Considering the high cost of college these days, I’m not a die-hard proponent of “all kids need to go to college.” Twenty years ago, a college degree made a difference in income levels, but today I’d beg to differ. I also don’t tout the importance of college compared to the cost of tuition. When I read stories about how the typical college student graduates with an average of $27,000 in student loan debt, I begin to think we’re doing a disservice to some students telling them they “must” go to college to secure a decent job. At what cost?
With a little researching (and I mean barely any!), there are plenty of jobs out there that require no more than an associate’s degree, or two years at a local community college at a fraction of the cost, and pay hefty salaries compared to jobs that require a lot of college (hmmm..teaching, anyone?!) and don’t pay nearly as much. Some examples of these jobs include: *I’m assuming salaries aren’t starting salaries listed below.
- Computer network specialists – $59,090 annual wage, associate’s degree needed
- Engineering Technicians – $59,440 annual wage, associate’s degree
- Claims adjusters – $59,960 annual wage, high school diploma or equivalent
- Gas plant operators – $61,140 annual wage, high school diploma or equivalent
- Subway operator -$62,730 annual wage, high school diploma or equivalent
- Dental hygienists – $70,210 annual wage, associate’s degree
- Radiation therapists – $77,560 annual wage, associate’s degree
- Air traffic controller – $122,530 annual wage, associate’s degree (this job is notorious for high-stress work related issues and I recently read that they won’t look at anyone over 30 or 35 years of age)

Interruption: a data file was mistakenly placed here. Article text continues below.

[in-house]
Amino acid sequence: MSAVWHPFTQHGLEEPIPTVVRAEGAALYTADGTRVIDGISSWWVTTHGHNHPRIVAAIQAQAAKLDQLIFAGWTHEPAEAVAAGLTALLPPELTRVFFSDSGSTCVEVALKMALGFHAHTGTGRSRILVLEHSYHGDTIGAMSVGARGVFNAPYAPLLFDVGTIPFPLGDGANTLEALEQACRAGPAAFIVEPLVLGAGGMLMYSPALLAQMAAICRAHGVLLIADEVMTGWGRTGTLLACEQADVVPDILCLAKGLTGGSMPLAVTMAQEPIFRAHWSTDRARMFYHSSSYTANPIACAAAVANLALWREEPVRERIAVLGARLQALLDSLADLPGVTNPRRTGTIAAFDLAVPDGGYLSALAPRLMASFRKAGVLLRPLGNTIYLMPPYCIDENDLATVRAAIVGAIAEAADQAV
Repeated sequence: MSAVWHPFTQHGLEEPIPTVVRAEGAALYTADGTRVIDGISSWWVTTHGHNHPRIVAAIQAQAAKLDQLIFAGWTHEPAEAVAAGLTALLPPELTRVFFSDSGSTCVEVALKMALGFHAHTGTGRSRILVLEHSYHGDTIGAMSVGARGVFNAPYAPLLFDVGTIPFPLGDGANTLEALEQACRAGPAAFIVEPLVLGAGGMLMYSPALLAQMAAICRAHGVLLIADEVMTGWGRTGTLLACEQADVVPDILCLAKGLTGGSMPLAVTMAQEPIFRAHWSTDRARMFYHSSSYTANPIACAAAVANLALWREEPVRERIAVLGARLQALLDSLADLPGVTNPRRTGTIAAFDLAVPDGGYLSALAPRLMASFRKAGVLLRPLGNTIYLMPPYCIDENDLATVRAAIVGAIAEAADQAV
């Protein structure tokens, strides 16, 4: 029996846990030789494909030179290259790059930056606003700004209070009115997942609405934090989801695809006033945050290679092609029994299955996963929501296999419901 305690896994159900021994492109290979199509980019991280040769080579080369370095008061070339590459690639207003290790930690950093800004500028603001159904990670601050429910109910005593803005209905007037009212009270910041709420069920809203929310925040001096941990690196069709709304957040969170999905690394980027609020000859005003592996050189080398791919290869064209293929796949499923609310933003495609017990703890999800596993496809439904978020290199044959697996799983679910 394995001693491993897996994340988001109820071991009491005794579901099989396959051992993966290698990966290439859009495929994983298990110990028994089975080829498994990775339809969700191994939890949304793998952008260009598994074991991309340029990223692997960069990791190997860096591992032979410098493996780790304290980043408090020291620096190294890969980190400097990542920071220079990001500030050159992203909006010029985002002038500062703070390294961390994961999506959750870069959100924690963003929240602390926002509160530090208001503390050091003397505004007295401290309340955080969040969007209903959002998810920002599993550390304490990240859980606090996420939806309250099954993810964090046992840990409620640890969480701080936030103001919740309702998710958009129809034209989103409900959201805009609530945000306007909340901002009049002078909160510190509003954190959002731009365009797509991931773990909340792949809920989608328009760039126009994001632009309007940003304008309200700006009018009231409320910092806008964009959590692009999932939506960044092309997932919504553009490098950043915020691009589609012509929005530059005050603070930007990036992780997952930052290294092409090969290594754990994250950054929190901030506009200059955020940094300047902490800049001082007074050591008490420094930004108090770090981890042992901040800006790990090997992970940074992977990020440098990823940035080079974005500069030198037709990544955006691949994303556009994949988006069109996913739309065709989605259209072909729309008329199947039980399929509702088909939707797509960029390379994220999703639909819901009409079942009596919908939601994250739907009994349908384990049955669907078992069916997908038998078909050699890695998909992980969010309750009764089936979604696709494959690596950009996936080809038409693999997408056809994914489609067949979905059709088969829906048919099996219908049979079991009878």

This isn’t a complete list, you can see a more complete list here, or here. However, it’s a great start. Surprisingly (or not) is that subway operators can make more than other types of medical technicians, web designers, and a host of other careers. I’m sure it’s not the most interesting job, but hey, you get to run a train all day long.
A high school student who might not be able to afford a 4-year university could get some ideas from this list. Those switching careers could also benefit, especially if they don’t want to accrue debt or take two to four years out of their busy schedule to go to school, complete homework, possibly go into debt and all the other stresses that are included in returning to higher education for the sake of a career.
So it’s definitely possible to secure a decent salary without paying for a 4-year degree, it just depends on where your interests lie.
Do you have a job that doesn’t require a college degree? Do you think some people could benefit more from a 2-year degree rather than a 4-year one?